I couldnt understand why the team would do it to me, he wrote in The Racer, his book about that season, published a couple of years ago. Wed been through so much together. Now I could see it was over. I was no longer needed or wanted by them. I was simply an ageing pro cyclist past his prime, steadily losing his intellect , not to be counted on.

While it was a disaster for Millar in the short term, his absence from the peloton when the Tour started in Yorkshire that July turned out to be providential in two respects. First, he was offered a task co-commentating on the race for ITV, a role at which he turned out to be a natural cyclings own Gary Neville, single-handedly creating the level of analysis. Second, while depriving the movie of the possibility of setting up a triumphant climax, it provided a new and more compelling narrative arc: one involving failing and humiliation.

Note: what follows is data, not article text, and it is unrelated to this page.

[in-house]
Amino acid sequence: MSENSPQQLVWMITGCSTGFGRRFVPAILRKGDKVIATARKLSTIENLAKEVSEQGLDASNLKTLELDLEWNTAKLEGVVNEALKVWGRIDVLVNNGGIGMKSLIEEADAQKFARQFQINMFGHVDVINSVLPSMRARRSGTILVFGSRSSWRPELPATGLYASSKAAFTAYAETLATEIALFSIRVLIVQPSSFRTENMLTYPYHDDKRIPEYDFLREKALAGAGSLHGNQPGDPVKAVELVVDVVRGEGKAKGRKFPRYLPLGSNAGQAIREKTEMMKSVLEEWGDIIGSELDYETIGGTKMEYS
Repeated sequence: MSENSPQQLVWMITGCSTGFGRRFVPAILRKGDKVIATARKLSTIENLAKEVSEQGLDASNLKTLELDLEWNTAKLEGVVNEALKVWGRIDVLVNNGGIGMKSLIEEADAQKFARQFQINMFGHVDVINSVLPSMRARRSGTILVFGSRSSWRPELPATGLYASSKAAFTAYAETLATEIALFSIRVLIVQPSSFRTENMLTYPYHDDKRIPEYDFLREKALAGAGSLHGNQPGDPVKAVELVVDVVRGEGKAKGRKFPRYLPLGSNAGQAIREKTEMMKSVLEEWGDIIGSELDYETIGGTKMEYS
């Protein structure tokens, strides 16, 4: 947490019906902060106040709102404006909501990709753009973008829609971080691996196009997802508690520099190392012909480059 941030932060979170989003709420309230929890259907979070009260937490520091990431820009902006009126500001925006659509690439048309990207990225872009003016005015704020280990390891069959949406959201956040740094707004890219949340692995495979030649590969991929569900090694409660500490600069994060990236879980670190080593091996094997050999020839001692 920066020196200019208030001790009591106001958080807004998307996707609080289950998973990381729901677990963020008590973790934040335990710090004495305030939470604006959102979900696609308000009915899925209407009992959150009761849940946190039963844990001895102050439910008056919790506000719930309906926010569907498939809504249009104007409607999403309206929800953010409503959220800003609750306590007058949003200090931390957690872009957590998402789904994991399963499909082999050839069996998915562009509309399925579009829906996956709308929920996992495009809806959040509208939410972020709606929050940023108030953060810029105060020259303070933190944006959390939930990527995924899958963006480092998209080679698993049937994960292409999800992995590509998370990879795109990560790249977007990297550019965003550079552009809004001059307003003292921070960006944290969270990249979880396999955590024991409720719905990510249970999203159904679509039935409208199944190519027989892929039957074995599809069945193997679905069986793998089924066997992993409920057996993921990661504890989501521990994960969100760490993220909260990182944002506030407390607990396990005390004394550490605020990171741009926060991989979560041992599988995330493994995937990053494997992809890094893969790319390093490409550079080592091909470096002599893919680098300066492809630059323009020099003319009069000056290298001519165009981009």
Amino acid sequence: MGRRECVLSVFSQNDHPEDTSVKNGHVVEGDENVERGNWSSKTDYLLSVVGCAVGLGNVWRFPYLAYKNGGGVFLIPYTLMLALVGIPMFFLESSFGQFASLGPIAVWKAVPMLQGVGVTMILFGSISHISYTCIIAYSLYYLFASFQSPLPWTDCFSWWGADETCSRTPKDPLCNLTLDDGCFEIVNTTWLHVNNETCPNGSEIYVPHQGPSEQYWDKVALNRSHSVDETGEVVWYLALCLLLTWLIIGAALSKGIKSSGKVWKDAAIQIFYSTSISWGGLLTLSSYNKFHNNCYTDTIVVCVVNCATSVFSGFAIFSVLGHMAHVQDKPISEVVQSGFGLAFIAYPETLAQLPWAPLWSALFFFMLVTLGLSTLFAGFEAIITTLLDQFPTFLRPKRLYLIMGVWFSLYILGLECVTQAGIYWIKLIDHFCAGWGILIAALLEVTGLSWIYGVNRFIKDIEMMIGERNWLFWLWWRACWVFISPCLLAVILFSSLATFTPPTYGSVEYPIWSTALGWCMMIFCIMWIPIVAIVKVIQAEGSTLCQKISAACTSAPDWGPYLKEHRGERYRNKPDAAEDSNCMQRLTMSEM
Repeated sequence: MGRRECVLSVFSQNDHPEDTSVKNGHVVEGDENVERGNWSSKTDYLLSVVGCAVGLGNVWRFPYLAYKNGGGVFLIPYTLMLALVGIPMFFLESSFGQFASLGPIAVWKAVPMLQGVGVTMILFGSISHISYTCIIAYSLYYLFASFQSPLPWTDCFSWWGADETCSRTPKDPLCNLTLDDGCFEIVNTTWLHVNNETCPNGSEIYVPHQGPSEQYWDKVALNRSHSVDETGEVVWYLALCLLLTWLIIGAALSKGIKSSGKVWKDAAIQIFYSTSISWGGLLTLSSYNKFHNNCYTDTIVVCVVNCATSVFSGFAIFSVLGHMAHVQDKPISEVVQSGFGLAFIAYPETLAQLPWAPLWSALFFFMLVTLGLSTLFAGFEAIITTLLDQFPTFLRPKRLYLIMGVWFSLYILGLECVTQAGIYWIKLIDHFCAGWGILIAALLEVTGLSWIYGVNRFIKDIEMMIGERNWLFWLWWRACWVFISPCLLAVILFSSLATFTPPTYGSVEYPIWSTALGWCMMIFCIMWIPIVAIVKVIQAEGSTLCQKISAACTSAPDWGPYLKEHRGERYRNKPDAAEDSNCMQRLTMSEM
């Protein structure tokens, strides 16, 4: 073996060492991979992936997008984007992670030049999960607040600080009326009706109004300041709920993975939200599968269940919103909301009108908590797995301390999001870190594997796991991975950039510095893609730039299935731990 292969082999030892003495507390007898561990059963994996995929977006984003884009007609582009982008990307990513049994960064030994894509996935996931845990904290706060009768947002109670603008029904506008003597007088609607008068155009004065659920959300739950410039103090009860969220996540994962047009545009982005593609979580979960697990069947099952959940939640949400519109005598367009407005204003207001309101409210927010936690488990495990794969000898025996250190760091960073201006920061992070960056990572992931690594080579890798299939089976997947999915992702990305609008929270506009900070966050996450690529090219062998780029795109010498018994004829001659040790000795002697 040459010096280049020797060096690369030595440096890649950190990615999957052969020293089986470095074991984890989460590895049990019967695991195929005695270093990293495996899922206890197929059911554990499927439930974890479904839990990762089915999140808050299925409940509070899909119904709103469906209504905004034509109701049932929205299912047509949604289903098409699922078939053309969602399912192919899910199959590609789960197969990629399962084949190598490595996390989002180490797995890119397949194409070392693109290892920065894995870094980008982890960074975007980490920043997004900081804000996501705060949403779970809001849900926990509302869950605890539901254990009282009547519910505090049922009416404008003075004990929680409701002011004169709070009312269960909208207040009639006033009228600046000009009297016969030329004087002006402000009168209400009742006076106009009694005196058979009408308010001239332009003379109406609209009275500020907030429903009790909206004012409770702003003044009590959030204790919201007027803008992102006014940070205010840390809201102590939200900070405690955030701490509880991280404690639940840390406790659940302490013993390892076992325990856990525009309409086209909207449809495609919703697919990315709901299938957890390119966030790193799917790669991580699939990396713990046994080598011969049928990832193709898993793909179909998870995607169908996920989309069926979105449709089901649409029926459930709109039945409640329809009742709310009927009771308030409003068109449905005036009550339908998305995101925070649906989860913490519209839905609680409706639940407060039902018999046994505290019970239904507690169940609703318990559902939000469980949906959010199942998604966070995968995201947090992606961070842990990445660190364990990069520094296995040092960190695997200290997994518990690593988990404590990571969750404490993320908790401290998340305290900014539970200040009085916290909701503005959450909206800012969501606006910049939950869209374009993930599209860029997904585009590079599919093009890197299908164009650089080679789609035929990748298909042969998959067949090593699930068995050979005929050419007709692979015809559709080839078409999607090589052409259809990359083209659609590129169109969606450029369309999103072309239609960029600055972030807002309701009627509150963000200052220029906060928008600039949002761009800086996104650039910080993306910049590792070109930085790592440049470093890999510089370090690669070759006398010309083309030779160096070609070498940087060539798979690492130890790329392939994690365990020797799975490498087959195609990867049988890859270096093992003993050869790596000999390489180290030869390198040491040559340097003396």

The director of Time Trial, Finlay Pretsell, persuaded race organisers to permit a motorbike-mounted camera to infiltrate the peloton during several races in the first half of the season, including Tirreno-Adriatico, Milan-San Remo and Paris-Roubaix. He mounted a miniature camera on Millars bike and attached a microphone to his jersey, enabling us not only to eavesdrop on the various kinds of chattering that goes on between the riders but to hear the non-verbal sounds of the peloton, both mechanical the clicking, crunching and whirring of gears and tyres and human, like the groans that go up when a rider jumps away to attempt a lone break.

That moment is followed by a vivid example of old-school peloton discipline as the senior figures range themselves across the road at the front of the bunch in order to deter any further initiatives. It used to happen a lot more, Millar says, in his early days as a pro, when riders like Claudio Chiappucci or Gianni Bugno would impose their wishes.

Equally fascinating is the close-up position of the undramatic moments. We find Millar freewheeling alongside the team automobile, stuffing water bottles up his jersey. He responds to the benediction of his directeur sportif, the former rider Charly Wegelius Have a good day, David with a formal Thank you, Charles before pedalling back up to distribute the bottles among his team- mates, merely to detect, when they are all gone, he is short of one for himself.